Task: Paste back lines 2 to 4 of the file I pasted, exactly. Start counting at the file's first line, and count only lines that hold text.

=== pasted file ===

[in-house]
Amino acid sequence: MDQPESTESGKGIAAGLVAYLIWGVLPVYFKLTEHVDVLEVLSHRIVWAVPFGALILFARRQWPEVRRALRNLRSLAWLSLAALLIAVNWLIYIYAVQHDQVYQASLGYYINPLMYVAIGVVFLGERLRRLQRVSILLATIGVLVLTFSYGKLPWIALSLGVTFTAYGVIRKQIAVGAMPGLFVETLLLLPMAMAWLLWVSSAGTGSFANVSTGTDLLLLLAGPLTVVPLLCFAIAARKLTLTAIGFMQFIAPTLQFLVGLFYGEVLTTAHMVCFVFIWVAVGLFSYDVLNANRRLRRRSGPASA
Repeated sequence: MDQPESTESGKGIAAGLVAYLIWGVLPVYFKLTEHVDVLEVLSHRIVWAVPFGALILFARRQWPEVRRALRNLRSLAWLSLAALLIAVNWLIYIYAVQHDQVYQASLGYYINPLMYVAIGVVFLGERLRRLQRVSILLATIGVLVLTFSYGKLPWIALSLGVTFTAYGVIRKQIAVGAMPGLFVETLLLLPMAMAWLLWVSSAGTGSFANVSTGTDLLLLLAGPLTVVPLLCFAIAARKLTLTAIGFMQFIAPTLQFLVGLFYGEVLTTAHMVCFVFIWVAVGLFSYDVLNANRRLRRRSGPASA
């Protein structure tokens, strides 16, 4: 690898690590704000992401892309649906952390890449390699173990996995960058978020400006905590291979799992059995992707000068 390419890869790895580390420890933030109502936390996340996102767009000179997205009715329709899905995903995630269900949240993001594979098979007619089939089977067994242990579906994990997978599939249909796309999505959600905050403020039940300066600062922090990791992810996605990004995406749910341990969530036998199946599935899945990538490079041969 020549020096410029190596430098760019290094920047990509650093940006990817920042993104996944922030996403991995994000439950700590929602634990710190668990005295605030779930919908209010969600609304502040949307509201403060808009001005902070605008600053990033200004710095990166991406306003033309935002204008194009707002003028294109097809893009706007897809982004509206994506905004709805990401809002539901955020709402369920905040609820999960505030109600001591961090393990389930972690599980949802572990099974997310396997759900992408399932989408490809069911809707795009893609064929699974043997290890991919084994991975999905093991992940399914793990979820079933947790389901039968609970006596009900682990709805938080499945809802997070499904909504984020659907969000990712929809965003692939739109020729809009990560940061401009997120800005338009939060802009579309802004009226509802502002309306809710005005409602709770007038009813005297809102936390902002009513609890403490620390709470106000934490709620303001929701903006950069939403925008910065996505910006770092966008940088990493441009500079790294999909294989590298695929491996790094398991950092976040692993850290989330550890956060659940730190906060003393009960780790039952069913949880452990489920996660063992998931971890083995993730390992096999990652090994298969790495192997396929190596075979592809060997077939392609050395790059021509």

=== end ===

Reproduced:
Amino acid sequence: MDQPESTESGKGIAAGLVAYLIWGVLPVYFKLTEHVDVLEVLSHRIVWAVPFGALILFARRQWPEVRRALRNLRSLAWLSLAALLIAVNWLIYIYAVQHDQVYQASLGYYINPLMYVAIGVVFLGERLRRLQRVSILLATIGVLVLTFSYGKLPWIALSLGVTFTAYGVIRKQIAVGAMPGLFVETLLLLPMAMAWLLWVSSAGTGSFANVSTGTDLLLLLAGPLTVVPLLCFAIAARKLTLTAIGFMQFIAPTLQFLVGLFYGEVLTTAHMVCFVFIWVAVGLFSYDVLNANRRLRRRSGPASA
Repeated sequence: MDQPESTESGKGIAAGLVAYLIWGVLPVYFKLTEHVDVLEVLSHRIVWAVPFGALILFARRQWPEVRRALRNLRSLAWLSLAALLIAVNWLIYIYAVQHDQVYQASLGYYINPLMYVAIGVVFLGERLRRLQRVSILLATIGVLVLTFSYGKLPWIALSLGVTFTAYGVIRKQIAVGAMPGLFVETLLLLPMAMAWLLWVSSAGTGSFANVSTGTDLLLLLAGPLTVVPLLCFAIAARKLTLTAIGFMQFIAPTLQFLVGLFYGEVLTTAHMVCFVFIWVAVGLFSYDVLNANRRLRRRSGPASA
């Protein structure tokens, strides 16, 4: 690898690590704000992401892309649906952390890449390699173990996995960058978020400006905590291979799992059995992707000068 390419890869790895580390420890933030109502936390996340996102767009000179997205009715329709899905995903995630269900949240993001594979098979007619089939089977067994242990579906994990997978599939249909796309999505959600905050403020039940300066600062922090990791992810996605990004995406749910341990969530036998199946599935899945990538490079041969 020549020096410029190596430098760019290094920047990509650093940006990817920042993104996944922030996403991995994000439950700590929602634990710190668990005295605030779930919908209010969600609304502040949307509201403060808009001005902070605008600053990033200004710095990166991406306003033309935002204008194009707002003028294109097809893009706007897809982004509206994506905004709805990401809002539901955020709402369920905040609820999960505030109600001591961090393990389930972690599980949802572990099974997310396997759900992408399932989408490809069911809707795009893609064929699974043997290890991919084994991975999905093991992940399914793990979820079933947790389901039968609970006596009900682990709805938080499945809802997070499904909504984020659907969000990712929809965003692939739109020729809009990560940061401009997120800005338009939060802009579309802004009226509802502002309306809710005005409602709770007038009813005297809102936390902002009513609890403490620390709470106000934490709620303001929701903006950069939403925008910065996505910006770092966008940088990493441009500079790294999909294989590298695929491996790094398991950092976040692993850290989330550890956060659940730190906060003393009960780790039952069913949880452990489920996660063992998931971890083995993730390992096999990652090994298969790495192997396929190596075979592809060997077939392609050395790059021509």